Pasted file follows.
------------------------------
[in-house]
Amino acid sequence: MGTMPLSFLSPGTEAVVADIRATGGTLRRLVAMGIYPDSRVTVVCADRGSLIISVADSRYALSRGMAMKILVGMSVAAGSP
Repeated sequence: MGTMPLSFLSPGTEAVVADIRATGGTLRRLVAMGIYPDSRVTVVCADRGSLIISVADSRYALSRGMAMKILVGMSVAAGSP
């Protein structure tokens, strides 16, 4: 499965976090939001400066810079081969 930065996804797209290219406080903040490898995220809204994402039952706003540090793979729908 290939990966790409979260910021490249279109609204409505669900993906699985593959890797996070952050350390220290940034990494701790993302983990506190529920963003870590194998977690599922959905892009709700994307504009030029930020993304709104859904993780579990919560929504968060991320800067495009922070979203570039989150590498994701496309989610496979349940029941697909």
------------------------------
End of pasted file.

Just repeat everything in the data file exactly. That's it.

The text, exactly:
[in-house]
Amino acid sequence: MGTMPLSFLSPGTEAVVADIRATGGTLRRLVAMGIYPDSRVTVVCADRGSLIISVADSRYALSRGMAMKILVGMSVAAGSP
Repeated sequence: MGTMPLSFLSPGTEAVVADIRATGGTLRRLVAMGIYPDSRVTVVCADRGSLIISVADSRYALSRGMAMKILVGMSVAAGSP
């Protein structure tokens, strides 16, 4: 499965976090939001400066810079081969 930065996804797209290219406080903040490898995220809204994402039952706003540090793979729908 290939990966790409979260910021490249279109609204409505669900993906699985593959890797996070952050350390220290940034990494701790993302983990506190529920963003870590194998977690599922959905892009709700994307504009030029930020993304709104859904993780579990919560929504968060991320800067495009922070979203570039989150590498994701496309989610496979349940029941697909």